The appearance and properties of lead limit its commercial use in electroplating largely to corrosion protection and bearing applications-two fields in which the physical and chemical properties of lead render it unique among the commercially plated metals. Lead has not been extensively electroplated because its low melting point of 325 °C (620 °F) facilitates application by hot dipping. Electrodeposited lead has been used for the protection of metals from corrosive liquids such as dilute sulfuric acid; the lining of brine refrigerating tanks, chemical apparatus, and metal gas shells; and barrel plating of nuts and bolts, storage battery parts, and equipment used in the viscose industry.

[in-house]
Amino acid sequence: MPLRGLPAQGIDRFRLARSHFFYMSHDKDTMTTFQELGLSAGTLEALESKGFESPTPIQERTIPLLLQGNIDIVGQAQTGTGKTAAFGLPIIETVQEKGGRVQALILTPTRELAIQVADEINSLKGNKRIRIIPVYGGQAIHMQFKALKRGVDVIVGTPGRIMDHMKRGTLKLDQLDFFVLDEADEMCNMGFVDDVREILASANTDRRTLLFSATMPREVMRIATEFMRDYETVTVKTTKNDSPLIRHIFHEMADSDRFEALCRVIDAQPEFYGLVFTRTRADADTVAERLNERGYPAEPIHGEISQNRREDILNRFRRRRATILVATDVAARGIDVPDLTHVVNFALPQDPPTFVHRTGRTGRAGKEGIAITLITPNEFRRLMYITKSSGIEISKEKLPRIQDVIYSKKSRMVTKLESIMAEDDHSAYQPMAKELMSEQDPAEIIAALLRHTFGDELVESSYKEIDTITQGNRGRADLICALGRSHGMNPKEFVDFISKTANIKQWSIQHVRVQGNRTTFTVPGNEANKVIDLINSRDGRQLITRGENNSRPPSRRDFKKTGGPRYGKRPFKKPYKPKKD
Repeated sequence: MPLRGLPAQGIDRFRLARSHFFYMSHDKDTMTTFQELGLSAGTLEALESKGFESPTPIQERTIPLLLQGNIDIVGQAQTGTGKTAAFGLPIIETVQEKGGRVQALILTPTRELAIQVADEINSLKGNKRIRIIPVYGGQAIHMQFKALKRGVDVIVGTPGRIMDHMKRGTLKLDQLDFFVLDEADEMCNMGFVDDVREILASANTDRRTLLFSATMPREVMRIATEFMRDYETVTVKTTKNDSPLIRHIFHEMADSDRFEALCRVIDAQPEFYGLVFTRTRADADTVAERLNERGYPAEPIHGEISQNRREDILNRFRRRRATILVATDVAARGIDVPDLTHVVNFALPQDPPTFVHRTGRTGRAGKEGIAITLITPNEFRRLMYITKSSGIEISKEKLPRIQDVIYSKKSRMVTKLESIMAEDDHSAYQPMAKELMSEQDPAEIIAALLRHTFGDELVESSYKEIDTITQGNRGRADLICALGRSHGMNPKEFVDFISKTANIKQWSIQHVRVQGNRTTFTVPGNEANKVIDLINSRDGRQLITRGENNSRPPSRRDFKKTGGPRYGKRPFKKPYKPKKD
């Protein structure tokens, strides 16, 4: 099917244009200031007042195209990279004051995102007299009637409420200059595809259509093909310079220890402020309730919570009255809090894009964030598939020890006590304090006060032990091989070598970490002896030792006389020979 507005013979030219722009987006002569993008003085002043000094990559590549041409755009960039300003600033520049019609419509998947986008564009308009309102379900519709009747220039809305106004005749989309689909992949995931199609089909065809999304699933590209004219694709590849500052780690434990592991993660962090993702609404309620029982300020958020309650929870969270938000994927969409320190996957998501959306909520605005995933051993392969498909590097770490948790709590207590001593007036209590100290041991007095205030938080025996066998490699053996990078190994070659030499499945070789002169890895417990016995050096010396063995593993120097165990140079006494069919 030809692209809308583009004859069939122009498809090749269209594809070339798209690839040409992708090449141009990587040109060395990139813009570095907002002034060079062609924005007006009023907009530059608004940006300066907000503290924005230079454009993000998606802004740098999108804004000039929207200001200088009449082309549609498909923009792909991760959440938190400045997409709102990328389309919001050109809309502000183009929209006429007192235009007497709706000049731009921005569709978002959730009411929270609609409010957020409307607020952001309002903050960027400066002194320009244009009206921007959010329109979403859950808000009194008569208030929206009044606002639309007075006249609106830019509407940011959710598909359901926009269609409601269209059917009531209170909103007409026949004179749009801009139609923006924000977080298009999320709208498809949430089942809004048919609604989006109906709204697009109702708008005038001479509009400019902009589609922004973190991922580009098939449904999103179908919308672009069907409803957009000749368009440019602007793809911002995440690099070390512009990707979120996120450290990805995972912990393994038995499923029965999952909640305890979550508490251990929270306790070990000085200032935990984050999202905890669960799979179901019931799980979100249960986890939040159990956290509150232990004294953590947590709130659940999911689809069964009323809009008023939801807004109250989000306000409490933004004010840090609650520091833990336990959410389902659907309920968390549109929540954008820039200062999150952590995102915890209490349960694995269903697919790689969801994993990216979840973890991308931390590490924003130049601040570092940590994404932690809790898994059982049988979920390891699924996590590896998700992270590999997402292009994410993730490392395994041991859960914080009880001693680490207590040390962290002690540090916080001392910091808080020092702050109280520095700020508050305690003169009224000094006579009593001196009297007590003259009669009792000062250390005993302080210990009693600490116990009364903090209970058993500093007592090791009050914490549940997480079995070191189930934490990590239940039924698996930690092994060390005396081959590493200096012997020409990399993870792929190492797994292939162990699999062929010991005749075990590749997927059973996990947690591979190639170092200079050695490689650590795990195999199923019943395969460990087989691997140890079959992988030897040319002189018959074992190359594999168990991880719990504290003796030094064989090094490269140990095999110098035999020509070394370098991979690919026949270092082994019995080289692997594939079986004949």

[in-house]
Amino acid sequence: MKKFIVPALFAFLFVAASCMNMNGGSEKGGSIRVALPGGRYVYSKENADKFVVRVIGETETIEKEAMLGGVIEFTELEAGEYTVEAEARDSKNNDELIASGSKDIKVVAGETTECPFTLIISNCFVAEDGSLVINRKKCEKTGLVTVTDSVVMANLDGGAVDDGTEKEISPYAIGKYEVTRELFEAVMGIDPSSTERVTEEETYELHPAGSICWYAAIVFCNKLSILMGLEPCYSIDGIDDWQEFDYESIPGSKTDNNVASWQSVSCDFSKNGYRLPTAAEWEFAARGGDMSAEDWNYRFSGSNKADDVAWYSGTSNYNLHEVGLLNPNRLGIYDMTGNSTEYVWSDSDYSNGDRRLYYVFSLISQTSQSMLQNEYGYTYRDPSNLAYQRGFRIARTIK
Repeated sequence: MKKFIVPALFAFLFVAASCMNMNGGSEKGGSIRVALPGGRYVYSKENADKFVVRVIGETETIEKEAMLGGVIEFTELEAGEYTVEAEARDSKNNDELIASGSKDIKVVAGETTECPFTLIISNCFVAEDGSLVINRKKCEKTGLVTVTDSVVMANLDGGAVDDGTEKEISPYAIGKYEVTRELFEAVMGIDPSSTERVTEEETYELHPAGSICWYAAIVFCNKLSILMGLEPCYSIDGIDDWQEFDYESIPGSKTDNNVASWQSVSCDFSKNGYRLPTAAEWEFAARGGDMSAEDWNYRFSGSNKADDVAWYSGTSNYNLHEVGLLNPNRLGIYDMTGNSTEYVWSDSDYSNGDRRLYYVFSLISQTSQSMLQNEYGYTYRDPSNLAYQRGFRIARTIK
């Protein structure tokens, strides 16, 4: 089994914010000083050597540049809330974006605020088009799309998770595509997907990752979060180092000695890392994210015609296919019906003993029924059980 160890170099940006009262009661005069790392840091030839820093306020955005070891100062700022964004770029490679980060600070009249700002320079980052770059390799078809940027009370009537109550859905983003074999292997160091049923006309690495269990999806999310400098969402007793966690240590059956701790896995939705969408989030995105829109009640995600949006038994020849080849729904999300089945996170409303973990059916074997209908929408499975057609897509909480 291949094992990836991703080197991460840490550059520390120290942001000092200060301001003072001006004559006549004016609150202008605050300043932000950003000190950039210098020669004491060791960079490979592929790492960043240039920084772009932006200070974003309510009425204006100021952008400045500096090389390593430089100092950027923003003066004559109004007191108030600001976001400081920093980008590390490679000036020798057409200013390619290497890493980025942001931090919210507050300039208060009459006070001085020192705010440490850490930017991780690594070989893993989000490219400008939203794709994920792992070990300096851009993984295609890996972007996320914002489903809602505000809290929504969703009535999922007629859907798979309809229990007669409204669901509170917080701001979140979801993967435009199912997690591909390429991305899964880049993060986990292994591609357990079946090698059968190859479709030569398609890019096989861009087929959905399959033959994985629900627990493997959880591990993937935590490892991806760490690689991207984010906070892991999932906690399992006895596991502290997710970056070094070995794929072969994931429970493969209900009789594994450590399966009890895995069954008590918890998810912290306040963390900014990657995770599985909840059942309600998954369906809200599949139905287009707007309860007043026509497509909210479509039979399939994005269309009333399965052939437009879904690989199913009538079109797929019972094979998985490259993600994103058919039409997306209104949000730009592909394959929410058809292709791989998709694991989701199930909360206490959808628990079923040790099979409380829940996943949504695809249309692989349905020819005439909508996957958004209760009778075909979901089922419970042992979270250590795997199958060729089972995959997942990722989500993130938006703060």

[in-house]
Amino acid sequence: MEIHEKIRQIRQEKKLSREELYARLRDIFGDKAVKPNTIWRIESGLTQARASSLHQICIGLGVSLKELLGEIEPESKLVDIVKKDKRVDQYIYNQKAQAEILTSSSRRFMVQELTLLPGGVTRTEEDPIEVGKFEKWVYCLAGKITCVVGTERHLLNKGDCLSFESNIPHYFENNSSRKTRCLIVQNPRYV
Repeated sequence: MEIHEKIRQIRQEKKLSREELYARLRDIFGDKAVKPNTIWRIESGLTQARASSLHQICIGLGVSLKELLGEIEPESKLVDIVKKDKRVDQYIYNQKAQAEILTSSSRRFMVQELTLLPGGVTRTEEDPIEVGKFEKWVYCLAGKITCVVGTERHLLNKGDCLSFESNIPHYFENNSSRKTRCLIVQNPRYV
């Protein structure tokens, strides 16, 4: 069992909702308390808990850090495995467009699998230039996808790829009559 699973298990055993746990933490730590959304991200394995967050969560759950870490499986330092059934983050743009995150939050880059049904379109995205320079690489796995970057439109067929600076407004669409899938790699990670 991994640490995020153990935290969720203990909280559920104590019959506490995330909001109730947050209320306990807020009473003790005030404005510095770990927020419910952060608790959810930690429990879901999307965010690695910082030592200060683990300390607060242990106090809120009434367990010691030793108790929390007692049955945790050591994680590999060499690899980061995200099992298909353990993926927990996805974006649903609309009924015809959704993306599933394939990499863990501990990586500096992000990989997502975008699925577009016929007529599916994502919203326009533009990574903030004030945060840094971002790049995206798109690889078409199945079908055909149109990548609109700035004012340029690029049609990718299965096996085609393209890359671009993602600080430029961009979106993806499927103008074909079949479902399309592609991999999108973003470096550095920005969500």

Electroplated lead has been used for corrosion protection of electrical fuse boxes installed in industrial plants or where sulfur-bearing atmospheres are present. Lead is also codeposited with tin for wire plating, automotive crankshaft bearings, and printed circuits.

Nonporous lead deposits with thicknesses of 0.01 to 0.025 mm (0.4 to 1 mil) give good protection against corrosion, although the coating may be subject to breaking during abrasion due to the soft nature of lead. Better mechanical properties and improved durability are obtained with coating deposits with thicknesses greater than 0.025 mm (1 mil). Depositing more than 0.08 mm (3 mils) of lead is relatively easy, in that a deposit of about 0.1 mm (4 mils) can be produced in about 1 h at 2 A/dm2 (19 A/ft2) (Ref 1).

Reference cited in this section

1. H. Silman, G. Isserlis, and A.F. Averill, Protective and Decorative Coatings for Metals, Finishing Publications Ltd., 1978, p 443-448

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